Wintershall was founded exactly 125 years ago, on 13 February 1894. “A proud birthday only few companies get to experience,” says Mario Mehren, Wintershall’s CEO. Wintershall is now Germany’s largest internationally operating crude oil and natural gas producer. It was a long journey to achieve that: The company was originally founded to produce potash for use as a fertilizer. Here’s a brief look back at the company’s history:
From potash to crude oil
Heinrich Grimberg and Carl Julius Winter registered a joint drilling company for mining potash in February 1894. Its name was made up of the founder’s name “Winter” and the old Germanic word “Hall” for salt: hence Wintershall.
The company then took a completely new direction following a chance occurrence: an incursion of crude oil in a potash pit in 1930. That opened a new field of business, since potash production had slumped as a result of the global economic crisis. This oil discovery and the proximity between the potash and crude oil were an opportunity Wintershall capitalised on. For example, Wintershall took a stake in two companies that had high-yielding oil sources near Hanover in 1931.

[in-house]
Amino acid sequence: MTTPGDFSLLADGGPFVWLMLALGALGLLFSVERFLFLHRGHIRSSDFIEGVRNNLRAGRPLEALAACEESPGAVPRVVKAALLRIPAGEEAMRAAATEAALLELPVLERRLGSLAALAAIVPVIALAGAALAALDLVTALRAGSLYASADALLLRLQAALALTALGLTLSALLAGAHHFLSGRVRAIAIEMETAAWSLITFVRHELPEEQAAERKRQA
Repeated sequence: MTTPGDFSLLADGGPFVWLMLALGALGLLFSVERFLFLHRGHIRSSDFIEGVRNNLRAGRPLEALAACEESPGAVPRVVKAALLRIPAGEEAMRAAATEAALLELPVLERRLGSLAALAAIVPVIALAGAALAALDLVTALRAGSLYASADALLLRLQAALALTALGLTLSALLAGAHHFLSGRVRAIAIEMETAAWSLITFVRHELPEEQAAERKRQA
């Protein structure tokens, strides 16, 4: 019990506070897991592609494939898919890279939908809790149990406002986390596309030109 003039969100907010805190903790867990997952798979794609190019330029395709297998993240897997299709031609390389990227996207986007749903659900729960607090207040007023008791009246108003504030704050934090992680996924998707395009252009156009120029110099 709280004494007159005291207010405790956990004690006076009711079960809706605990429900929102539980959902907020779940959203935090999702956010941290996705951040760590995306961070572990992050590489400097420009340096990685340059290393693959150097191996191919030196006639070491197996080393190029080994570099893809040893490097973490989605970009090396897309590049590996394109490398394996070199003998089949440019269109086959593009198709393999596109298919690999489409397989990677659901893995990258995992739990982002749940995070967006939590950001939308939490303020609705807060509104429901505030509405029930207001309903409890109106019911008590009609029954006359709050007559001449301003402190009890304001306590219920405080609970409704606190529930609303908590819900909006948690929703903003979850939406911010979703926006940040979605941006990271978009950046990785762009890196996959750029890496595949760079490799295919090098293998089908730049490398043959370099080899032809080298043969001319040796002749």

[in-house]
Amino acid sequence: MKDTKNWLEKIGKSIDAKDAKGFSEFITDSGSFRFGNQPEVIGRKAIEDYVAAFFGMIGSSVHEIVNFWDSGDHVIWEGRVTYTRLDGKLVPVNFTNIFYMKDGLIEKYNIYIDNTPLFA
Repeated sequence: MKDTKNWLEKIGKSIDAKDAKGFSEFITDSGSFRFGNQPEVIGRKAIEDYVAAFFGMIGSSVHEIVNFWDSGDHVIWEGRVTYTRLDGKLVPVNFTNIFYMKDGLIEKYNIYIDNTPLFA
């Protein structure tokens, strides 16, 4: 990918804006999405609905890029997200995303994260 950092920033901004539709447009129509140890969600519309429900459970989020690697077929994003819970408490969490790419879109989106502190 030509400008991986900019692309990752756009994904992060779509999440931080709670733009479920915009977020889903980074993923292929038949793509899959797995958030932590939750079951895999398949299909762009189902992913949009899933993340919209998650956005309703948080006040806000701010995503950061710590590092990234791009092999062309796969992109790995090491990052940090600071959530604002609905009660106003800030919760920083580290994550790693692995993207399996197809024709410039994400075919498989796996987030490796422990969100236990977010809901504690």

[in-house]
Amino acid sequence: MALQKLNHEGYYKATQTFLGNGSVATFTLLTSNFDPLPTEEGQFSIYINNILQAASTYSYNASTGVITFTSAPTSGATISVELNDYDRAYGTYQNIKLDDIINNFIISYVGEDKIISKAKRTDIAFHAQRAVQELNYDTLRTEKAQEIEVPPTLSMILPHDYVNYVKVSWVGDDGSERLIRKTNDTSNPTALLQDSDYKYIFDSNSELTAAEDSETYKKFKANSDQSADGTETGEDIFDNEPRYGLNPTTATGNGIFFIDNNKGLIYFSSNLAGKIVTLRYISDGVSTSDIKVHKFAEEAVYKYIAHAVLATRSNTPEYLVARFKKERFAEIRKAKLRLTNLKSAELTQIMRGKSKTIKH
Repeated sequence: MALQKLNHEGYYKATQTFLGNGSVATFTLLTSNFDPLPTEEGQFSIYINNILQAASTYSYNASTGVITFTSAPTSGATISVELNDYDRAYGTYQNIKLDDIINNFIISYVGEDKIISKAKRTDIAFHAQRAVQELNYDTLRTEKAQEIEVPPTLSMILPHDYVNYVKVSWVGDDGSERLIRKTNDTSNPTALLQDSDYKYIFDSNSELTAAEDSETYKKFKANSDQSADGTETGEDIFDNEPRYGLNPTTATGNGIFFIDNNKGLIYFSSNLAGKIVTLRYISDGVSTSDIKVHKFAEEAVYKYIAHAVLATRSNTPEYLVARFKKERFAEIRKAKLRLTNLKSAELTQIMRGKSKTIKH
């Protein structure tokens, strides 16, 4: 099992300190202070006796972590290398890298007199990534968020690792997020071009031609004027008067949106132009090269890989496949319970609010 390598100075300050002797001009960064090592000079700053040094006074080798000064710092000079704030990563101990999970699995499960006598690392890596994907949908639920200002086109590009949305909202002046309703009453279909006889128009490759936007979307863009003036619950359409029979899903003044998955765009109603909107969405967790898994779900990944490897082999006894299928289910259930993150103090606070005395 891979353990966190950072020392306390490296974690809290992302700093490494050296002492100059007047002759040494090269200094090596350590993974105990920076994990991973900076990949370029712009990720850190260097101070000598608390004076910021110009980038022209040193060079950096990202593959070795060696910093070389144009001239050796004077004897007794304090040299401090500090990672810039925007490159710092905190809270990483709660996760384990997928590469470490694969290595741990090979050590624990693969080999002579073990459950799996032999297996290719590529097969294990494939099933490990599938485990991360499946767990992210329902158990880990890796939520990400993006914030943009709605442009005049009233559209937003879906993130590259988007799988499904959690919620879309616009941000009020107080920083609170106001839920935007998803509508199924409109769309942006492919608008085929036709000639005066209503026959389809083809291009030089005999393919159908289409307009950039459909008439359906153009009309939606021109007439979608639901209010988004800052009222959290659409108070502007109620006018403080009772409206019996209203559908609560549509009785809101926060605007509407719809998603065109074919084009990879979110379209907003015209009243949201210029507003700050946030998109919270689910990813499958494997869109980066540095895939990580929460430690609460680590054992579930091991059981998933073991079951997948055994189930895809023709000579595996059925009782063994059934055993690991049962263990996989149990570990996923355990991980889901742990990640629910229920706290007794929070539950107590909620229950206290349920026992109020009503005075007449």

Wintershall is also taking a critical look at its own history in its anniversary year. For example, the Reich Drilling Program that was launched in the mid-1930s and in which Wintershall at the time participated. “We are tackling this part of our history head on,” says Mehren. “Openly and transparently.” Renowned historians are currently investigating the conduct of the German oil industry as a whole and Wintershall’s representatives back then. The results will be presented at a symposium held by the German Society for Corporate History in the second half of the year.
From crude oil to natural gas